Since the early days of the birth-control movement, scientific research and development have contributed significantly to increase the range of options available for managing human fertility and giving women autonomy over their own bodies. One of the most remarkable changes in recent years is medical abortion, a non-surgical method for terminating pregnancies. It involves the use of prescription drugs such as Misoprostol and Mifepristone (also known as RU-486), which was developed in France and approved for use in 1989.

Continued: https://theconversation.com/is-the-future-of-abortion-online-110339

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Regional Conference on Bringing the WHO Recommendations on Safe Abortion and Family Planning Closer to Women in Countries of Eastern Europe and Central Asia

EASTERN EUROPE / CENTRAL ASIA – Regional Conference on Bringing the WHO Recommendations on Safe Abortion and Family Planning Closer to Women in Countries of Eastern Europe and Central Asia

by International Campaign for Women's Right to Safe Abortion
December 18, 2018

Chisinau, Moldova, 15-16 November 2018

Organised by the Reproductive Health Training Centre, Moldova, with support from the Safe Abortion Action Fund

There were 65 participants. The meeting was in Russian with simultaneous translation in English. Participants included health professionals, health policymakers and NGO representatives from 11 counties in the region – Armenia, Azerbaijan, Belarus, Georgia, Kazakhstan, Kyrgyzstan, Tajikistan, Turkmenistan, Ukraine, Uzbekistan, and Russia.

Continued: http://www.safeabortionwomensright.org/eastern-europe-central-asia-regional-conference-on-bringing-the-who-recommendations-on-safe-abortion-and-family-planning-closer-to-women-in-countries-of-eastern-europe-and-central-asia/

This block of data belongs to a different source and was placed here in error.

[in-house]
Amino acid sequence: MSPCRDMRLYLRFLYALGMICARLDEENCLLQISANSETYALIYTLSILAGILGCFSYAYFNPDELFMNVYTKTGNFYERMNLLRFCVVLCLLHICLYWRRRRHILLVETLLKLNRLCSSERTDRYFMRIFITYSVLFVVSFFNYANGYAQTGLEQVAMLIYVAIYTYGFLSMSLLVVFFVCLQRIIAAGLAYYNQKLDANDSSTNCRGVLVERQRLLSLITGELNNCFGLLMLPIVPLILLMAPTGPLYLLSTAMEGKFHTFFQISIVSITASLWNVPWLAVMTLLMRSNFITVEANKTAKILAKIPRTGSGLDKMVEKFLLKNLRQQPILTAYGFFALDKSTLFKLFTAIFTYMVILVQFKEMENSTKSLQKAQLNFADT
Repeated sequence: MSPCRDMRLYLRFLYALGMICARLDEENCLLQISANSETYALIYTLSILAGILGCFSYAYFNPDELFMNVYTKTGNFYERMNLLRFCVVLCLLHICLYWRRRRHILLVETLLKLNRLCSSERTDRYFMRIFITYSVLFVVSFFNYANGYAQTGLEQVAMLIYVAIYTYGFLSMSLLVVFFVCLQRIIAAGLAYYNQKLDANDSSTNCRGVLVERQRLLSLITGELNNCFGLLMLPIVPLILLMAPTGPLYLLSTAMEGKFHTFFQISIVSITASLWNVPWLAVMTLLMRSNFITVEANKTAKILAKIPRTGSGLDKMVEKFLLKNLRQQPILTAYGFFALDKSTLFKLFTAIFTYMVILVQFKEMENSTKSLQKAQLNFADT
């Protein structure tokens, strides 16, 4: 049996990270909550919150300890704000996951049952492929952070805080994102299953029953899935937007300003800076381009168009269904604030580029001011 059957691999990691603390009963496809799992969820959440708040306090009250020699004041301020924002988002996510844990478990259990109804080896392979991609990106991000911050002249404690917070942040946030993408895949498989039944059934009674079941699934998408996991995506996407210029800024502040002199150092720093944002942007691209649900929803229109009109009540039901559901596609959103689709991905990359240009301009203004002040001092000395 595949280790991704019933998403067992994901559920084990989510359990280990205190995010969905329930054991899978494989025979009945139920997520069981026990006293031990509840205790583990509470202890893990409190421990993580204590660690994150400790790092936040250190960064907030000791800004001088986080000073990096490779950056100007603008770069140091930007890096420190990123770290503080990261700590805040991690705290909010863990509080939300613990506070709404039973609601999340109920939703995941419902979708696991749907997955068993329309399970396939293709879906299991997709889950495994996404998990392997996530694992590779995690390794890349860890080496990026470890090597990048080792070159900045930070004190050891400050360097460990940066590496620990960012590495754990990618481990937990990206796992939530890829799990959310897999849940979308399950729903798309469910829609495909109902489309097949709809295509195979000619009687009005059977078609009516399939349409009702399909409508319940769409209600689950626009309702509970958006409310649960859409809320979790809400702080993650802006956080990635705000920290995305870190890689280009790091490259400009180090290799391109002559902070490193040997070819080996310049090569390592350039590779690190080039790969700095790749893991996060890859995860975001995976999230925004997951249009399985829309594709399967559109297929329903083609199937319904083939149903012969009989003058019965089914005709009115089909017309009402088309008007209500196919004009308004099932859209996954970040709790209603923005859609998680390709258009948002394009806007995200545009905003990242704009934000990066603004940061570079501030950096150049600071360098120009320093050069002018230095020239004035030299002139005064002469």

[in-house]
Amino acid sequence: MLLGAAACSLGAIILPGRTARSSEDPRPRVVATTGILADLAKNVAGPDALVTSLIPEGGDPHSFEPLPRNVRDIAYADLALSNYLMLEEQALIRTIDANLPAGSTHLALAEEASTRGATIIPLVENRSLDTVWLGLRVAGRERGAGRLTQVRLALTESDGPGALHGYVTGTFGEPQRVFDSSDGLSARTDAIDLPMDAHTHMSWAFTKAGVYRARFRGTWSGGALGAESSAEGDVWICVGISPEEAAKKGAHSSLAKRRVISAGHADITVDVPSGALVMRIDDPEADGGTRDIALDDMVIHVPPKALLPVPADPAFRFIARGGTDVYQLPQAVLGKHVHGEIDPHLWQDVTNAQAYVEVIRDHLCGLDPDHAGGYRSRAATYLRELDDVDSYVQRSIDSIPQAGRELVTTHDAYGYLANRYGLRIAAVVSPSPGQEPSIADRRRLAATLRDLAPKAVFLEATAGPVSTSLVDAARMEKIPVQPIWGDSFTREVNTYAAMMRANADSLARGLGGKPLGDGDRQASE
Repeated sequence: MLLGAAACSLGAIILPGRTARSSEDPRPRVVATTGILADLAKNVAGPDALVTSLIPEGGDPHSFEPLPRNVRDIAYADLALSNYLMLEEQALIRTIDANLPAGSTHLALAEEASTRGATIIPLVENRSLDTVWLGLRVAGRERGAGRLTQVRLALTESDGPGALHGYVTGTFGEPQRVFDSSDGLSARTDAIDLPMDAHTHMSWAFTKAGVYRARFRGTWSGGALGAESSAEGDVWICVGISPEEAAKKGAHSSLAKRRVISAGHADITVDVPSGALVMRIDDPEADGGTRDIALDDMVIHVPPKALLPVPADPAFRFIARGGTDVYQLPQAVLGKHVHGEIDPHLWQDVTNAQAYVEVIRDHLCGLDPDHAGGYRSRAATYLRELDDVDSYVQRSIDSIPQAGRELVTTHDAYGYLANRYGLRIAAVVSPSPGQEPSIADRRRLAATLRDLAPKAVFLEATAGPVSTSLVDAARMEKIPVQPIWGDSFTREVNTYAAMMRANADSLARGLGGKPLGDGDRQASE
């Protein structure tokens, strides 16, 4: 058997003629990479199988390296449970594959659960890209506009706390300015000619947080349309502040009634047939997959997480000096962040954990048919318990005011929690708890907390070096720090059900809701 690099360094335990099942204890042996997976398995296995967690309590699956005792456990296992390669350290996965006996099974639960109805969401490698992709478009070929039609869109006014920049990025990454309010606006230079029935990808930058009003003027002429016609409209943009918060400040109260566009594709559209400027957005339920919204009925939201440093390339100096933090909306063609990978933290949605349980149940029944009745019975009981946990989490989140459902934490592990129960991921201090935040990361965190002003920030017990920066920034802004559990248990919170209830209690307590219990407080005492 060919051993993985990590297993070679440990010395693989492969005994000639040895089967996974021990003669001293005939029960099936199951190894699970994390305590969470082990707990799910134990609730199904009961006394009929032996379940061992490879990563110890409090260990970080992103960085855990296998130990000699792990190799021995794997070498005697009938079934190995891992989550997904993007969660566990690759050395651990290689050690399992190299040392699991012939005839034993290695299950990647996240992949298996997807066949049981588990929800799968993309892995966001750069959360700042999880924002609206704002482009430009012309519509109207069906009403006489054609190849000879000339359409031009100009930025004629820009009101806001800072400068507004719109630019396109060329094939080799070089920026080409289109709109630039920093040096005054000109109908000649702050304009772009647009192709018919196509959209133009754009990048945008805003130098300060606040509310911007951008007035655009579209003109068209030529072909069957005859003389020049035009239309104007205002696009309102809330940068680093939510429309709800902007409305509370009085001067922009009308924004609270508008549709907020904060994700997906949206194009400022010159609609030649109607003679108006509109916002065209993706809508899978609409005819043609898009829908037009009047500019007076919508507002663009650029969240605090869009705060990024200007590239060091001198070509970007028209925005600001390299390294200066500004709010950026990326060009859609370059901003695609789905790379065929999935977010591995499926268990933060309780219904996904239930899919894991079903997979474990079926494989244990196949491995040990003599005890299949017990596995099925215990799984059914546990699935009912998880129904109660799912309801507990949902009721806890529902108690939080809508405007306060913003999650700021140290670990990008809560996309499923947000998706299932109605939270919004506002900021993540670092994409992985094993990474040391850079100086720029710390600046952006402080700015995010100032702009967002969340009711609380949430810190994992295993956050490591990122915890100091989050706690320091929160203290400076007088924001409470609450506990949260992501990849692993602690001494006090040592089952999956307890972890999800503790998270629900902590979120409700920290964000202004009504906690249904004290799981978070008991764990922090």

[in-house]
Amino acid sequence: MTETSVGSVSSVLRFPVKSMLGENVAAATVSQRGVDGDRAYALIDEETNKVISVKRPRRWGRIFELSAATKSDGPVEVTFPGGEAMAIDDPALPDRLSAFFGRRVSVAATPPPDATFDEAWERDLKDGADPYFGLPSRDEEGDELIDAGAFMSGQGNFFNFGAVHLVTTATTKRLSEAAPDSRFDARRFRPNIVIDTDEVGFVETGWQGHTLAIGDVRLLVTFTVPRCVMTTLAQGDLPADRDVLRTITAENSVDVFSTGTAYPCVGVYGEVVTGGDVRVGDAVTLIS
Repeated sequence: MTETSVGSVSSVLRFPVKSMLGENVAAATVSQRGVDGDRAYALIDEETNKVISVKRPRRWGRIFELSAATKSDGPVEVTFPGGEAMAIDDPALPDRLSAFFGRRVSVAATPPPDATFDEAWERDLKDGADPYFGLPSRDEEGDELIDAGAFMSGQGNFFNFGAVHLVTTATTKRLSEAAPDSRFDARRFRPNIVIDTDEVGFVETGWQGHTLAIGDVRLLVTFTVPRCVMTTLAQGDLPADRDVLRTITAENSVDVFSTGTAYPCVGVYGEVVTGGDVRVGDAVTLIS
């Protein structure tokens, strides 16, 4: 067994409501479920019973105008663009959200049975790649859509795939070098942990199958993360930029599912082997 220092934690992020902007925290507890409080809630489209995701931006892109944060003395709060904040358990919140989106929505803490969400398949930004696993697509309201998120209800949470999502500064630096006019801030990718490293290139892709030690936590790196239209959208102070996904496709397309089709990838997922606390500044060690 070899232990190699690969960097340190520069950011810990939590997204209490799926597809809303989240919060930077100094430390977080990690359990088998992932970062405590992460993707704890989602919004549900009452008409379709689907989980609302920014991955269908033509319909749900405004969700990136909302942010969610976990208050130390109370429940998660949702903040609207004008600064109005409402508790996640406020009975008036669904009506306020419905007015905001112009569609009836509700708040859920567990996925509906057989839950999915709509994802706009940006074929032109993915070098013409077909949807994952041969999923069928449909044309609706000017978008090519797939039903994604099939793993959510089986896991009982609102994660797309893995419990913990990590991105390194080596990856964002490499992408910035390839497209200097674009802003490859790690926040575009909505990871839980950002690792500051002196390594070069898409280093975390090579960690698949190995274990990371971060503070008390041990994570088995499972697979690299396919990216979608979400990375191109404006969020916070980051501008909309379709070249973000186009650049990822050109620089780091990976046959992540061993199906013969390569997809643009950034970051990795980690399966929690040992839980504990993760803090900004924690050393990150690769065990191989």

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India – The Abortion Pill: The How, The Why, And Everything In-Between

The Abortion Pill: The How, The Why, And Everything In-Between

By Guest Writer
December 14, 2018

One would think that the legalisation of abortion would lead to safer options for Indian women. But the truth is far from it. Despite the legal approval to terminate a pregnancy, India continues to witness millions of incidents of unsafe abortions, making it the third leading cause of maternal mortality in India.

There is a battery of reasons that indicate why a developing country like India continues to see unsafe abortions such as the moral objection, stigma, lack of awareness, cost of abortion, legal loopholes to name a few.

Continued: https://feminisminindia.com/2018/12/14/abortion-pill-information/

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Ireland – Medical staff given outside help to prepare for legalised abortion

Medical staff given outside help to prepare for legalised abortion

Ellen Coyne, Senior Ireland Reporter
December 3 2018

The World Health Organisation is to teach Irish doctors and examine their beliefs about abortion.

The initiative, to help prepare them for providing legal terminations from next month, comes as the Department of Health asked the HSE to make sure abortion services would be available in all 19 maternity hospitals from January.

Continued: https://www.thetimes.co.uk/article/medical-staff-given-outside-help-to-prepare-for-legalised-abortion-m8nm0kwg9

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How stigma and restricted access stop Indian women from seeking safe abortions

How stigma and restricted access stop Indian women from seeking safe abortions
When women who approach doctors are denied abortion, they are forced to break the law and opt for unsafe abortion. The result? Unsafe abortions is the third leading cause of maternal mortality in India.

Haripriya Suresh and Shiba Kurian
Friday, November 30, 2018

For her first termination of pregnancy, Aishwarya* had gone to a gynaecologist, but was flat out denied by the doctor, who said she would not perform the abortion. The doctor then referred her to a colleague, who turned out to be an IVF specialist. The second doctor, too, denied her the abortion, and instead asked her to carry the pregnancy to term and have a baby. Aishwarya was seven weeks pregnant at the time, but the IVF specialist refused to give her a medical kit, and stated that she was too far along, and asked her to come in for a prohibitively expensive surgery to abort.

“I walked out of the hospital, went to my neighbourhood pharmacy, asked for the kit, and I self-medicated,” Aishwarya says.

Continued: https://www.thenewsminute.com/article/how-stigma-and-restricted-access-stop-indian-women-seeking-safe-abortions-92505